Larry Doby passed away in June at the age of 79. Casual baseball fans may not recognize the name. I met him at Williams College last year when he participated in a panel discussion about baseball. It was a thrill for me, because he was one of my heroes.
Doby played most of his career with the Cleveland Indians. He was an all-star center fielder from 1949-55. He led the American League in home runs in 1952 and 1954, and led the league in RBIs in 1954. In the 1948 World Series, he hit a game-winning home run against the Boston Braves that was instrumental in helping the Indians win their last world championship. In 1998, he was inducted into the National Baseball Hall of Fame.
Born in South Carolina, and reared in New Jersey, Doby attended Long Island University and Virginia Union, and served in the Navy during World War II. After his playing days were over, he managed the Chicago White Sox, and worked as a special advisor in the American League front office. He was married 55 years before he lost his wife to cancer two years ago. By all accounts, Doby was loved and admired on and off the field.
Nevertheless, when he joined the Indians as a rookie on July 5, 1947, most of his teammates refused to shake his hand. Why? Because Doby was the first African-American to play in the American League. Just 11 weeks after Jackie Robinson broke the color line with the Brooklyn Dodgers, Doby was faced with the same difficulties that confronted Robinson, but without the same media attention. For nearly 10 years, he was segregated from his teammates off the field, forcing him to eat alone in restaurants, and sleep alone in hotels.
As a young and devoted baseball fan growing up in the Maryland suburbs near Washington, I saw Doby play many times. My grandfather had frequent access to promotional tickets to the Washington Senators games at Griffith Stadium. I remember Doby breaking my heart by defeating my hometown team with late-inning home runs in both ends of a doubleheader.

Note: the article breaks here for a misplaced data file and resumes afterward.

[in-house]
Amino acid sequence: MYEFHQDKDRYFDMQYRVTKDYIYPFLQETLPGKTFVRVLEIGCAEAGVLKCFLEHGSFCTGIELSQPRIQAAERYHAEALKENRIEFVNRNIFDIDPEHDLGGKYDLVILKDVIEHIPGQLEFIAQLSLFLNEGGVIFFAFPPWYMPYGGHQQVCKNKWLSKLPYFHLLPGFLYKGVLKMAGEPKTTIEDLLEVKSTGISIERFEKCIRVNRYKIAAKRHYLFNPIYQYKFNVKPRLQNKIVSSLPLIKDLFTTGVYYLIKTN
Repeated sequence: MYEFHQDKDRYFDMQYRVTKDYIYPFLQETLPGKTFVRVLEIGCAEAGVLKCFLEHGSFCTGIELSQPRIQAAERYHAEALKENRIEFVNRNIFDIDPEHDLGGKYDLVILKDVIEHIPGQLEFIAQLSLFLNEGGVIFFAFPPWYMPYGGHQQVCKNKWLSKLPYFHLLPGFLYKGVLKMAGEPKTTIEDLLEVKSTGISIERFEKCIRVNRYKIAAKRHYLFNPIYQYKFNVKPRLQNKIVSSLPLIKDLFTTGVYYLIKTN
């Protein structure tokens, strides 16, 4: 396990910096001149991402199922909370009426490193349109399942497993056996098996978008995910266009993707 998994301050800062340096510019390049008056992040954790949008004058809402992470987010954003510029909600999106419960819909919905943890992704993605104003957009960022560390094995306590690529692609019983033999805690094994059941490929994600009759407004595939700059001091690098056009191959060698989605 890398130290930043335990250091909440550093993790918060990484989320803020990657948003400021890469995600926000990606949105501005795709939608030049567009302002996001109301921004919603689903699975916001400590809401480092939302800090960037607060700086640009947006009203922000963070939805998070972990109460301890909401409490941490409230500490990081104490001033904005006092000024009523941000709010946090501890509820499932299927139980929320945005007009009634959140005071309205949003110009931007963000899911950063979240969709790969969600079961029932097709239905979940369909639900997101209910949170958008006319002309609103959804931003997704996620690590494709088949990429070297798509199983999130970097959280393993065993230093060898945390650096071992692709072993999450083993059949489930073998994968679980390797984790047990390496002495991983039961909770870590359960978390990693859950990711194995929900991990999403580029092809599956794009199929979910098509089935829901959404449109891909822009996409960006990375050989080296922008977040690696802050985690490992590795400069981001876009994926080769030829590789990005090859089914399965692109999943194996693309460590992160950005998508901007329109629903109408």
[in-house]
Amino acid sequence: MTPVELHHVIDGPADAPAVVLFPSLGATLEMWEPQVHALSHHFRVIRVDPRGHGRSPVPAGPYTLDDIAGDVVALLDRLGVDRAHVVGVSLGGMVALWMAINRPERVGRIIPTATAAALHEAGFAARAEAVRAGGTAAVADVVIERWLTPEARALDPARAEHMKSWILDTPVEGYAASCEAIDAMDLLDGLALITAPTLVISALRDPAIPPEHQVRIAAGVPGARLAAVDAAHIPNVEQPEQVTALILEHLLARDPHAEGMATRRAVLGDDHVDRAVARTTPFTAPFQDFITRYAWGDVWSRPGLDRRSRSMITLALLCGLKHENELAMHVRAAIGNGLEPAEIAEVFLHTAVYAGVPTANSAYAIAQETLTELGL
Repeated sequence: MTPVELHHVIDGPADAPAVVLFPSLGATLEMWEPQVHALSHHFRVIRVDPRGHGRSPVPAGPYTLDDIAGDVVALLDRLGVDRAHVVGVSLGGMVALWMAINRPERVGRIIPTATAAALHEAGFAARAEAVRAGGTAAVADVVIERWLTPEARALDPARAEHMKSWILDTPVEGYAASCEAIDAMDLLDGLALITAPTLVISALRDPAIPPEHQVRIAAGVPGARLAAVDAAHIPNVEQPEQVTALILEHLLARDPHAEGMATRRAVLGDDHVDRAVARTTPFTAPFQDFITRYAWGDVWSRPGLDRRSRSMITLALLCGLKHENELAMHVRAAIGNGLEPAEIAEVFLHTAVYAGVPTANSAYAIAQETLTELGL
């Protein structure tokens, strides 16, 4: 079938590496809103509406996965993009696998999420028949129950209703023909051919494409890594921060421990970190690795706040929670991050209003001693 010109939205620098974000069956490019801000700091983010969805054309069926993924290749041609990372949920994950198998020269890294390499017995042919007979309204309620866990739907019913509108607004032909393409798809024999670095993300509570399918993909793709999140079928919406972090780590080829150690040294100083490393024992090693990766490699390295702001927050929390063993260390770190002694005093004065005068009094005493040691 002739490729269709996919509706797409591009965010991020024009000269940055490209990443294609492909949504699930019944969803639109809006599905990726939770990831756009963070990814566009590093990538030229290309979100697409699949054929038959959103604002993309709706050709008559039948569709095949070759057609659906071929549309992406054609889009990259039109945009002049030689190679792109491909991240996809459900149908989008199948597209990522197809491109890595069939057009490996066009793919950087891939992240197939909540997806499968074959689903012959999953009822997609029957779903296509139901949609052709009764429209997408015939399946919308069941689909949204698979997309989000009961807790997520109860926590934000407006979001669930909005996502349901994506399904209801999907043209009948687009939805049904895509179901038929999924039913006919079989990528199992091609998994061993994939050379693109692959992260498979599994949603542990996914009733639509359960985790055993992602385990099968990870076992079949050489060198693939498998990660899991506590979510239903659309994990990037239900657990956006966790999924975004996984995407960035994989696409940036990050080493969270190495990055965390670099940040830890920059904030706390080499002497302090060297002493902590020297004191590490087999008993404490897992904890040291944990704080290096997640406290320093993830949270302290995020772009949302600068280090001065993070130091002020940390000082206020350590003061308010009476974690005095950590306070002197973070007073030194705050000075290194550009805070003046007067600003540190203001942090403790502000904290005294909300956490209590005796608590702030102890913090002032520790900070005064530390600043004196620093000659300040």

Those were the days when Cleveland had a number of black players who followed quickly in Doby’s footsteps, among them Luke Easter, “Suitcase” Simpson, and the legendary Satchel Paige. I don’t think I knew a single black person then, but I think I must have sensed that something important was happening. I recall that my grandfather, who was a knowledgeable student of the game, told me about the great players in the Negro Leagues, and he seemed pleased that some of them were finally getting a chance to display their skills in the big time.
When my family moved to Southern Maryland in 1950, I attended segregated schools up through my senior year in high school in 1959. Even at my Catholic Church, blacks were expected to sit separately in the balcony. Nearly all my friends and classmates spoke negatively about black people. But my parents never displayed any racial bias, so I couldn’t understand what all the fuss was about.
Doby must have put up with a lot of humiliation and grief, but he endured it with grace and dignity; and in the process, he quietly contributed immeasurably to the advancement of social justice in America.
When Cleveland Indians owner Bill Veeck signed Larry Doby, he told him, “You’re going to be a part of history.” Doby remembers, “I had no notions about that. I just wanted to play baseball.”